Uluru Statement from the Heart wins 21-22 Sydney Peace Prize
Statement named winner ahead of historic referendum
A push for First Nations recognition in the Constitution has been awarded Australia’s only international prize for peace – the Sydney Peace Prize.
The Uluru Statement from the Heart has been named winner of the 2021-22 Sydney Peace Prize, for its offer of peace from First Nations People to all Australians.
Calling for the establishment of a ‘First Nations Voice enshrined in the Constitution’, the Uluru Statement was voted winner of Australia’s only international prize for peace from over 200 community nominations.
The Sydney Peace Prize, which will be awarded to the Uluru Statement at an official ceremony on Thursday, 10 November, will be accepted by Alyawarre woman Pat Anderson AO, Cobble Cobble woman Professor Megan Davis, and Guugu Yimidhirr man and University of Sydney Law School alum Noel Pearson, who have played significant roles over many years shaping and advancing the aspirations in the Statement within Community and generally.
Teela Reid, First Nations Lawyer in Residence at Sydney Law School, celebrated the win and said it shone an important light on the Statement’s role in establishing an inclusive path to peace.
“I am delighted the Uluru Statement from the Heart has been named winner of this year’s Sydney Peace Prize. Not only does it acknowledge the importance of the Statement, but it is a win for the campaign.”
“The Statement is ultimately an invitation to all Australians, allowing us to walk together towards a better future. A First Nations Voice in the Constitution will have major, positive implications for the legal community, and will allow First Nations People to have a say in the laws and policies that impact them.”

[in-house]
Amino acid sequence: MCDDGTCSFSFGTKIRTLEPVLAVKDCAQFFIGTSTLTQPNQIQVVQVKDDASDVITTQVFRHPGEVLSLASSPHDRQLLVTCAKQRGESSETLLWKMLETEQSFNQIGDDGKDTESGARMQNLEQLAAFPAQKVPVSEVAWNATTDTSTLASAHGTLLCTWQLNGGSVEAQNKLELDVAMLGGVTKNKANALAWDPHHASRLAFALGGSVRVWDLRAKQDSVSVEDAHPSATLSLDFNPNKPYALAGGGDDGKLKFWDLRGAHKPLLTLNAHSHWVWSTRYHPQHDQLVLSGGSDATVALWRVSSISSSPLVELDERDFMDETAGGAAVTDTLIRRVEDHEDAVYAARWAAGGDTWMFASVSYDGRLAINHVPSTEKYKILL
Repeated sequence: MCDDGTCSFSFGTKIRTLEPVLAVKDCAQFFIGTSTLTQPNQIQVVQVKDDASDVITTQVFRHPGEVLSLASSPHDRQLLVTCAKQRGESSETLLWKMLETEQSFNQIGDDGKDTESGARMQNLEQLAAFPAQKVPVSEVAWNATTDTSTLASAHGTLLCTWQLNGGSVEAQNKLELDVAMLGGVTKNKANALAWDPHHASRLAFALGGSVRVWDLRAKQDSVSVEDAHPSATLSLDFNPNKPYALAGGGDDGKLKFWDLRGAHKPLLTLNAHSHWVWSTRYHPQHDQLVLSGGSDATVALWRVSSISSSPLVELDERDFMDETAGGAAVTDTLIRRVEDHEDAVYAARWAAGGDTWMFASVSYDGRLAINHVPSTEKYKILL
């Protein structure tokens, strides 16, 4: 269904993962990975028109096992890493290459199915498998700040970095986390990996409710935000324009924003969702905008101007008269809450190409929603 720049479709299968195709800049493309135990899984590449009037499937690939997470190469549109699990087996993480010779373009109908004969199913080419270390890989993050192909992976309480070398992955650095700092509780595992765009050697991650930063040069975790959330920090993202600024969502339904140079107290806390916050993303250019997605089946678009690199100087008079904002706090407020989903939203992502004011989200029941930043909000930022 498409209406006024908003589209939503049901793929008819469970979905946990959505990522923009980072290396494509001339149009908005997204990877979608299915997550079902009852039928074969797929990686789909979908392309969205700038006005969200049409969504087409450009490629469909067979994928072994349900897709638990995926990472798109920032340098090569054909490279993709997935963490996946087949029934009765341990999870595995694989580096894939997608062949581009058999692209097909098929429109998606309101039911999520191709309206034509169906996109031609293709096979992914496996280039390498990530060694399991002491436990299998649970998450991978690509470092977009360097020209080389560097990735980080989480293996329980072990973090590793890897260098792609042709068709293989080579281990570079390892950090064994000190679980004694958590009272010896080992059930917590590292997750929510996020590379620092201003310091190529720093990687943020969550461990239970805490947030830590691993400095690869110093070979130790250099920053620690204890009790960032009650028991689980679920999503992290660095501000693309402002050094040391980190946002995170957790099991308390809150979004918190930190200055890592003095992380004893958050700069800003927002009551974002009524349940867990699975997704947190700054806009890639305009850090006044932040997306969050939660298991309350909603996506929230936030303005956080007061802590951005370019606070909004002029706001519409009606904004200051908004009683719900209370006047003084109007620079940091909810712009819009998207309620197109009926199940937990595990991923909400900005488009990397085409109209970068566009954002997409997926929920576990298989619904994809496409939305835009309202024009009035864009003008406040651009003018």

Dean of Sydney Law School, Professor Simon Bronnitt, said the win was a major achievement for the Statement and testament to its influence as a fundamental step towards healing for all Australians.
“The Uluru Statement from the Heart is the largest comprehensive consensus ever of First Nations Peoples on recognition in Australian history. It is a significant milestone for the nation, representing the first step to rethinking our legal order and the place of First Nations Peoples within it.”
“Sydney Law School is proud to be a partner and major sponsor of the 2021-22 Sydney Peace Prize. Last year, the School’s Board, representing its community of legal scholars and students, voted to formally support the Uluru Statement and called on the Commonwealth government to enshrine a First Nations Voice to Parliament in the Australian Constitution.”
“The Statement is a deserving winner of this year’s Peace Prize, representing the long deliberative process of the Uluru Dialogues and the decades of work that have happened to make a more just Australia. It was the catalyst for the upcoming referendum, which, if successful, will permanently represent Indigenous people in the Australian government.”
Over the next few weeks, several major events will be held to honour The Uluru Statement and the drivers of its development, Professor Megan Davis, Pat Anderson AO, and Noel Pearson, including the official award ceremony and lecture at Sydney Town Hall.
Professor Megan Davis will present the keynote address at the ceremony alongside journalist Narelda Jacobs, in conversation with Ms Anderson and Mr Pearson.
The University’s Vice-Chancellor and President, Professor Mark Scott, will also address the Sydney Peace Prize Gala Dinner – hosted by the Sydney Peace Foundation and the University – on Friday, 18 November. The event will see 800 attendees from across business, civil society and the community come together to celebrate The Uluru Statement from the Heart and to echo their support for a First Nations Voice to Parliament.
Sydney Peace Prize
The Sydney Peace Prize is a prize awarded annually by the Sydney Peace Foundation at the University of Sydney. It recognises leading global voices that promote peace, justice, and nonviolence. Former winners include Patrick Dodson, Archbishop Desmond Tutu, Arundhati Roy, Mary Robinson, Noam Chomsky, Naomi Klein, Professor Joseph Stiglitz, the Black Lives Matter Global Network, and the #MeToo Movement.
For over two decades, the Sydney Peace Prize has been awarded in partnership with the City of Sydney.